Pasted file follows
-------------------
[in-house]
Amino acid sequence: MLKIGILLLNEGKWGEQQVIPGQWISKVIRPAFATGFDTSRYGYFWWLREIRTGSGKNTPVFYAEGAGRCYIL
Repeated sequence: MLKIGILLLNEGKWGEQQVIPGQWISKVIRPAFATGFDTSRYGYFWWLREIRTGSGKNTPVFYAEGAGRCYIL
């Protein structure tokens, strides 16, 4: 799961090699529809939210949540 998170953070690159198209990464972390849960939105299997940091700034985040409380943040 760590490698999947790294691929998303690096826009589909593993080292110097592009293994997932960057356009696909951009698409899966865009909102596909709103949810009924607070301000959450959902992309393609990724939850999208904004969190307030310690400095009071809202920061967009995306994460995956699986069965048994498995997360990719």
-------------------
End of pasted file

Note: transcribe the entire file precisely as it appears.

[in-house]
Amino acid sequence: MLKIGILLLNEGKWGEQQVIPGQWISKVIRPAFATGFDTSRYGYFWWLREIRTGSGKNTPVFYAEGAGRCYIL
Repeated sequence: MLKIGILLLNEGKWGEQQVIPGQWISKVIRPAFATGFDTSRYGYFWWLREIRTGSGKNTPVFYAEGAGRCYIL
């Protein structure tokens, strides 16, 4: 799961090699529809939210949540 998170953070690159198209990464972390849960939105299997940091700034985040409380943040 760590490698999947790294691929998303690096826009589909593993080292110097592009293994997932960057356009696909951009698409899966865009909102596909709103949810009924607070301000959450959902992309393609990724939850999208904004969190307030310690400095009071809202920061967009995306994460995956699986069965048994498995997360990719």